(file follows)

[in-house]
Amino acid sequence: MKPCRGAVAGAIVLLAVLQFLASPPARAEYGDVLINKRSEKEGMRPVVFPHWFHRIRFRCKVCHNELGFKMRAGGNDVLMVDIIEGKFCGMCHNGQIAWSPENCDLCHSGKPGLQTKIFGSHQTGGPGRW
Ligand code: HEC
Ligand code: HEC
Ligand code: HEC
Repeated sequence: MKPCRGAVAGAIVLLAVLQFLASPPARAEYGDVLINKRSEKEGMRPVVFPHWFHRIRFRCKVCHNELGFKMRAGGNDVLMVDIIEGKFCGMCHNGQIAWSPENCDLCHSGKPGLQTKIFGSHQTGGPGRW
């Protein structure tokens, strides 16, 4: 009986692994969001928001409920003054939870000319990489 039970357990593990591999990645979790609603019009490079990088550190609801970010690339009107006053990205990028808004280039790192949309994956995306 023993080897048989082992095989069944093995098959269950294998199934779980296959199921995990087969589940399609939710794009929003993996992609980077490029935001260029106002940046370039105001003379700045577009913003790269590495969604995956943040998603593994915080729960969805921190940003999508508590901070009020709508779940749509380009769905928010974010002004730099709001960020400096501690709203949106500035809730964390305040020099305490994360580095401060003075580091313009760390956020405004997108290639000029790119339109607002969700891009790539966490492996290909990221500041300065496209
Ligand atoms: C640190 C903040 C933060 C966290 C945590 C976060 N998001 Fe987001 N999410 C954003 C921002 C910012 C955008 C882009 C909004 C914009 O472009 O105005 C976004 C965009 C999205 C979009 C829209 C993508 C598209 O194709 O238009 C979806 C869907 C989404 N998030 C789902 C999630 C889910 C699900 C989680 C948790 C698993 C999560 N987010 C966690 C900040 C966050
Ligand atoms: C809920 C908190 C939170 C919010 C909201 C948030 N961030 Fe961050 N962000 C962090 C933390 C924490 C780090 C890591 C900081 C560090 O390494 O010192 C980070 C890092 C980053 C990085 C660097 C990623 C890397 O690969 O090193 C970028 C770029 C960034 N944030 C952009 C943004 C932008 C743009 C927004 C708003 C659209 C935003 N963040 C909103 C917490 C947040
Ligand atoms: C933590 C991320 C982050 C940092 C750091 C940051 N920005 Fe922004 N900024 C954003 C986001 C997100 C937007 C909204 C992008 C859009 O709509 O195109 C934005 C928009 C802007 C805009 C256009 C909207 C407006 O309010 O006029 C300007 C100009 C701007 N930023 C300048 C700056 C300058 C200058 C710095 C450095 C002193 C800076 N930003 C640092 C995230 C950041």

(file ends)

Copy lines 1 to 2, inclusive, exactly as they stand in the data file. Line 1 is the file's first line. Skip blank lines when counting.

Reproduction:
[in-house]
Amino acid sequence: MKPCRGAVAGAIVLLAVLQFLASPPARAEYGDVLINKRSEKEGMRPVVFPHWFHRIRFRCKVCHNELGFKMRAGGNDVLMVDIIEGKFCGMCHNGQIAWSPENCDLCHSGKPGLQTKIFGSHQTGGPGRW